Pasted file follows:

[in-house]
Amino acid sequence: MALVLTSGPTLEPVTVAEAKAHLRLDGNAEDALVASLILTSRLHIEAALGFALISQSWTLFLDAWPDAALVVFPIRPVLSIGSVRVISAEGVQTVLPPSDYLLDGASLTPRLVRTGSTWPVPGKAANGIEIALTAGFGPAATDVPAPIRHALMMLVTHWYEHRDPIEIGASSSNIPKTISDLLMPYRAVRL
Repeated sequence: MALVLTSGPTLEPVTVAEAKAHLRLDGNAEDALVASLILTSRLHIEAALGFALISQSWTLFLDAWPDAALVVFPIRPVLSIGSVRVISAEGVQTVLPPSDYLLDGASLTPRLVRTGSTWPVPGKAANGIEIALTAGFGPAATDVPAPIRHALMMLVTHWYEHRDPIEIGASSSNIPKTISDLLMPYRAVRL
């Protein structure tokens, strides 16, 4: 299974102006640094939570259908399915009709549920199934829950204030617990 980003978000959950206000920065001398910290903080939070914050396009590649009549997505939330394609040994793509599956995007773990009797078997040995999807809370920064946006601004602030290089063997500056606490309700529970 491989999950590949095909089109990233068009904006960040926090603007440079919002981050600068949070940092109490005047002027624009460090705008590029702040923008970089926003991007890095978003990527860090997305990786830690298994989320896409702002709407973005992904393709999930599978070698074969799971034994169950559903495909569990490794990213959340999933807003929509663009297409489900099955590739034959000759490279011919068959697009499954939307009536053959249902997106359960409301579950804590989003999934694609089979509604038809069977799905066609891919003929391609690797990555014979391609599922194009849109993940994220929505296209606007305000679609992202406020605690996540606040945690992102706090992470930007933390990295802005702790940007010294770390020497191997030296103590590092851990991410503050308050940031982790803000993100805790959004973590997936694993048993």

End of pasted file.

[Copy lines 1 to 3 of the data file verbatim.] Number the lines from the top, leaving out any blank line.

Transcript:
[in-house]
Amino acid sequence: MALVLTSGPTLEPVTVAEAKAHLRLDGNAEDALVASLILTSRLHIEAALGFALISQSWTLFLDAWPDAALVVFPIRPVLSIGSVRVISAEGVQTVLPPSDYLLDGASLTPRLVRTGSTWPVPGKAANGIEIALTAGFGPAATDVPAPIRHALMMLVTHWYEHRDPIEIGASSSNIPKTISDLLMPYRAVRL
Repeated sequence: MALVLTSGPTLEPVTVAEAKAHLRLDGNAEDALVASLILTSRLHIEAALGFALISQSWTLFLDAWPDAALVVFPIRPVLSIGSVRVISAEGVQTVLPPSDYLLDGASLTPRLVRTGSTWPVPGKAANGIEIALTAGFGPAATDVPAPIRHALMMLVTHWYEHRDPIEIGASSSNIPKTISDLLMPYRAVRL